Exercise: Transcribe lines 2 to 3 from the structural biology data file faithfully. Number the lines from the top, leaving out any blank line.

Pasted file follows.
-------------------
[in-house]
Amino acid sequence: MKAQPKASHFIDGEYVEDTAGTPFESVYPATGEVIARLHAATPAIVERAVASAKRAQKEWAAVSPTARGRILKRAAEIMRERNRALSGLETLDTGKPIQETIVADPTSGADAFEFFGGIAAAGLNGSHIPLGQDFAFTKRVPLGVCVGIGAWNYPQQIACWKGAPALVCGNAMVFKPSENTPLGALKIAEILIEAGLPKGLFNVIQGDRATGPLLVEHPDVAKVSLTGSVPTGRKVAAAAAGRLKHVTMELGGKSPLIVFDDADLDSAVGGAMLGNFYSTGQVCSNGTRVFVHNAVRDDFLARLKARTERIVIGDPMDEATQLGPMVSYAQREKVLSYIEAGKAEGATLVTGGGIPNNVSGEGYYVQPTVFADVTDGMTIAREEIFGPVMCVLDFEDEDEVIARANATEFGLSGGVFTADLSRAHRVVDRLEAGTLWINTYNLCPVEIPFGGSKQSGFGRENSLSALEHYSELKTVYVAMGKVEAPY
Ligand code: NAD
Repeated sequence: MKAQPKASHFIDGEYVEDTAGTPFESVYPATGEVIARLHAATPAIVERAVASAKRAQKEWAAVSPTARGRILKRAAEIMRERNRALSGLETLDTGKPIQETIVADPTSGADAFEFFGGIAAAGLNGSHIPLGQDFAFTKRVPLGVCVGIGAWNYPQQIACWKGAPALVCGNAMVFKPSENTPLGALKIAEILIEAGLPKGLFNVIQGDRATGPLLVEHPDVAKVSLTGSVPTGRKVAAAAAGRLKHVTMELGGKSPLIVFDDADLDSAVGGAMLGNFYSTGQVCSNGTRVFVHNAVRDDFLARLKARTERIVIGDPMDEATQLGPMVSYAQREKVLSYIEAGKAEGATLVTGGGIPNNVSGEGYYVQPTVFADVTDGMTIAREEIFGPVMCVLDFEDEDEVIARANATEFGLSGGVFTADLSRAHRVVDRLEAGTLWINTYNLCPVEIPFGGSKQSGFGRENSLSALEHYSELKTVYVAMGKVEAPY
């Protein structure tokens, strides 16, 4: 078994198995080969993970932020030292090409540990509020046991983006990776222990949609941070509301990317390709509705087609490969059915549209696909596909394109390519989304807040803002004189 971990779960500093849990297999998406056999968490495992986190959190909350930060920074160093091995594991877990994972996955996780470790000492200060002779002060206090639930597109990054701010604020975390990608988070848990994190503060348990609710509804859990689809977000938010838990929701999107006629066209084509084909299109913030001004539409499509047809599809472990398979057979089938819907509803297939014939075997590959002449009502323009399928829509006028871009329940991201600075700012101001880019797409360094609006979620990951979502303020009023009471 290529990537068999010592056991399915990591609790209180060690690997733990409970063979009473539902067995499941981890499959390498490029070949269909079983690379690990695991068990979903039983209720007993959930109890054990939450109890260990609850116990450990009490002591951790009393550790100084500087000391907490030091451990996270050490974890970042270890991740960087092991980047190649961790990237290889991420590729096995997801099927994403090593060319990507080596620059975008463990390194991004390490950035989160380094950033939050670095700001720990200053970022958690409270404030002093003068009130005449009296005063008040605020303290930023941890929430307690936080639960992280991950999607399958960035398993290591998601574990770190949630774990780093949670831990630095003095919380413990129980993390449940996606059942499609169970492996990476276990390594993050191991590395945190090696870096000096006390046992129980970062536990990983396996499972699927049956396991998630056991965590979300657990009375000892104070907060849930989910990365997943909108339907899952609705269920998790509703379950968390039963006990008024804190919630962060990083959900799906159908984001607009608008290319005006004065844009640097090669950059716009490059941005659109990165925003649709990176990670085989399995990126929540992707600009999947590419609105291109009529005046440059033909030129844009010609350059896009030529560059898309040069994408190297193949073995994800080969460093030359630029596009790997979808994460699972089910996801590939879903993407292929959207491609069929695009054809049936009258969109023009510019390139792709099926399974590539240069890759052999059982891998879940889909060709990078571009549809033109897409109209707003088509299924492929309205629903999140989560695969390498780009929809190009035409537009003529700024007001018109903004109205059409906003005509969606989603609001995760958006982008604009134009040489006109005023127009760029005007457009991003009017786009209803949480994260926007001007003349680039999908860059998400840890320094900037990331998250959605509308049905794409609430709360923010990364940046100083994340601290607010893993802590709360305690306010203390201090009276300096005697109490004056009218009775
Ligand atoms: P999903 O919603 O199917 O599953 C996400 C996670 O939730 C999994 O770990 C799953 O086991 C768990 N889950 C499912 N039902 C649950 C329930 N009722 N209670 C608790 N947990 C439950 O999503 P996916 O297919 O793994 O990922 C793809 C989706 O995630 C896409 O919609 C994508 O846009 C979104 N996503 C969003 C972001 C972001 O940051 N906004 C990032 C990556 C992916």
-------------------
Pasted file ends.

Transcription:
Amino acid sequence: MKAQPKASHFIDGEYVEDTAGTPFESVYPATGEVIARLHAATPAIVERAVASAKRAQKEWAAVSPTARGRILKRAAEIMRERNRALSGLETLDTGKPIQETIVADPTSGADAFEFFGGIAAAGLNGSHIPLGQDFAFTKRVPLGVCVGIGAWNYPQQIACWKGAPALVCGNAMVFKPSENTPLGALKIAEILIEAGLPKGLFNVIQGDRATGPLLVEHPDVAKVSLTGSVPTGRKVAAAAAGRLKHVTMELGGKSPLIVFDDADLDSAVGGAMLGNFYSTGQVCSNGTRVFVHNAVRDDFLARLKARTERIVIGDPMDEATQLGPMVSYAQREKVLSYIEAGKAEGATLVTGGGIPNNVSGEGYYVQPTVFADVTDGMTIAREEIFGPVMCVLDFEDEDEVIARANATEFGLSGGVFTADLSRAHRVVDRLEAGTLWINTYNLCPVEIPFGGSKQSGFGRENSLSALEHYSELKTVYVAMGKVEAPY
Ligand code: NAD